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Stop dehumanising narcissists 🙁

GretaVon

GretaVon

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I'd also be interested to know if @GretaVon is a registered psychiatrist or qualified psychologist.

I myself am neither, however qualification-wise, I'm OVER qualified to be a therapist but not qualified to be a psychologist.
I'm not.

Self taught.

Mainstream psychiatry is so poor when it comes to NPD, to the point that I'm pretty confident I recognize NPD better than most professionals.
 
stevie_sloth

stevie_sloth

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I'm not.

Self taught.

Mainstream psychiatry is so poor when it comes to NPD, to the point that I'm pretty confident I recognize NPD better than most professionals.
Of course.
 
slowturtle

slowturtle

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Just a thought I'm having and a quick question for us.

How did the nazi's convince the people that Jews were the enemy?
How did slavery exist for so long?
How do wars against poor countries become justified?

The answer is dehumanisation by use of labels.
Words are extremely powerful

 
T

turnitoffandonagain_again

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NPD stands out by being much more common than the others and mostly damaging to other people.
Is it really more common, than say, Borderline PD? (Genuine question, I don't know what the relative frequncies of PD diagnoses are). I agree it's mostly damaging to other people.

But who gets diagnosed with it and who doesn't? I grew up around people who without doubt met the criteria for antisocial PDs (not sure if NPD was the appropriate one, though). Their behavior was literally criminal (they just never got convicted).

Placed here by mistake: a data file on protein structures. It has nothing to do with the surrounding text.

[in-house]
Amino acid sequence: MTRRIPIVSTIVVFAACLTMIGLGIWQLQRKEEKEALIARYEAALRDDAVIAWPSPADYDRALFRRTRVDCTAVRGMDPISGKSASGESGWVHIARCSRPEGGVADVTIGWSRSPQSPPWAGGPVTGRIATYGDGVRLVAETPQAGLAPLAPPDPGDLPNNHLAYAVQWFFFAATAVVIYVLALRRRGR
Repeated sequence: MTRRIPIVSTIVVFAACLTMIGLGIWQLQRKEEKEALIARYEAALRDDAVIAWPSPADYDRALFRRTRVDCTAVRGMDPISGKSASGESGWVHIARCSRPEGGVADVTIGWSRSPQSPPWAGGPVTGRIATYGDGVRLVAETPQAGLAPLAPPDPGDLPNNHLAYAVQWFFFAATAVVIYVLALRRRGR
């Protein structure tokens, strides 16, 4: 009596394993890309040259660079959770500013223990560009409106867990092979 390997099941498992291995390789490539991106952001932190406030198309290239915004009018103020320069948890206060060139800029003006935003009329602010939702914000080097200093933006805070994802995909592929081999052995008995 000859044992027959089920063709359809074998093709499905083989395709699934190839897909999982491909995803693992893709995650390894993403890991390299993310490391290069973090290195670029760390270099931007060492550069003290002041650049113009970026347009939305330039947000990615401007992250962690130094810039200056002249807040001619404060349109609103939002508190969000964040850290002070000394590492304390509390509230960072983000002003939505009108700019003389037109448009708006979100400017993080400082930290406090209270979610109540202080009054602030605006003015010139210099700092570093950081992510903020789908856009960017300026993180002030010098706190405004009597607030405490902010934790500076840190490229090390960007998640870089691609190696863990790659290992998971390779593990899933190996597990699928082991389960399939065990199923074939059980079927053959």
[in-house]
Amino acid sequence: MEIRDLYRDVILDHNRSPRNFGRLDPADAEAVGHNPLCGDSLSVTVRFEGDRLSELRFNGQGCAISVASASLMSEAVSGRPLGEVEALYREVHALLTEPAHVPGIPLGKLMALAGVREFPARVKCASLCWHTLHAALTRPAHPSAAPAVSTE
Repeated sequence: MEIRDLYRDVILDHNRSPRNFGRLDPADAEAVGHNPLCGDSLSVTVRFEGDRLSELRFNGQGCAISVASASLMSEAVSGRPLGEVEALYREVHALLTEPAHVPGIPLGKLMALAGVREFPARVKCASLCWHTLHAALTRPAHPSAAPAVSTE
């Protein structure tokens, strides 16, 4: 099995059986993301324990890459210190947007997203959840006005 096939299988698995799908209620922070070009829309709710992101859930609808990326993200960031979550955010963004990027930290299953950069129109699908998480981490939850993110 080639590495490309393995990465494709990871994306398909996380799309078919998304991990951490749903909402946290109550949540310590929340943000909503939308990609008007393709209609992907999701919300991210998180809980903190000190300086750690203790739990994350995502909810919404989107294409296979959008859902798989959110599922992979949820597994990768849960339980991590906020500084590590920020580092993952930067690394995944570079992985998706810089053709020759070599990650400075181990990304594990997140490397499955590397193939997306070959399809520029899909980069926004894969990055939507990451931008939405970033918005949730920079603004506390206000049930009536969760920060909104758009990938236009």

But none got diagnosed, because none of them were in a sufficiently powerless position to end up being labelled by the mental health profession. Because they were in positions of power they evaded any such label - as have any number of powerful people throughout history (seems quite likely Hitler and Stalin had PDs of some sort, no? Maybe Pol Pot also?).

The Goldwater rule in the US explicitly protects powerful figures like Trump (or Nixon) from being labelled that way.

If we are talking about the clinical terms, it seems quite obvious that their use depends on questions of politics and power, there being little 'scientific' about them at all. Only certain classes of people are eligible to be so labelled.

If we are talking about the common English words like 'narcissist', that's just a personal moral, value judgement. Which people are absolutely entitled to make, but which others can disagree with or think is overused, according to fashion. "Narcissist" seems to be a particularly fashionable epithet these days, probably for sociological reasons, probably because the nature of contemporary society is to encourage or even demand narcissism. And also, in the US, because of that extreme reluctance to aknowledge any problems as being political or sociological in nature - everything has to be seen as an individual moral/psychological failing - presumably because the country as a whole must be considered flawless.
 
MollyBloom

MollyBloom

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I'm not.

Self taught.

Mainstream psychiatry is so poor when it comes to NPD, to the point that I'm pretty confident I recognize NPD better than most professionals.
I am pretty much confident that you suffer of hubris and are a beautiful example of the Dunning-Kruger effect. Pretending to know better than experts is dangerous. We have seen similar people in similar cases like antivaxxers, climate sceptics and flat-earthers.

Medical school and years of training cannot be replaced by some YouTube videos. If you think so, then, you have too much hubris and I guess you know what happened with Ikaros …
 
ht46

ht46

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I use to have dunning kruger effect I'm glad I've gotten over it and still young enough to enjoy and look at life realistically, I did embarrass myself but what can you do.

I am pretty much confident that you suffer of hubris and are a beautiful example of the Dunning-Kruger effect. Pretending to know better than experts is dangerous. We have seen similar people in similar cases like antivaxxers, climate sceptics and flat-earthers.

Medical school and years of training cannot be replaced by some YouTube videos. If you think so, then, you have too much hubris and I guess you know what happened with Ikaros …
 
ht46

ht46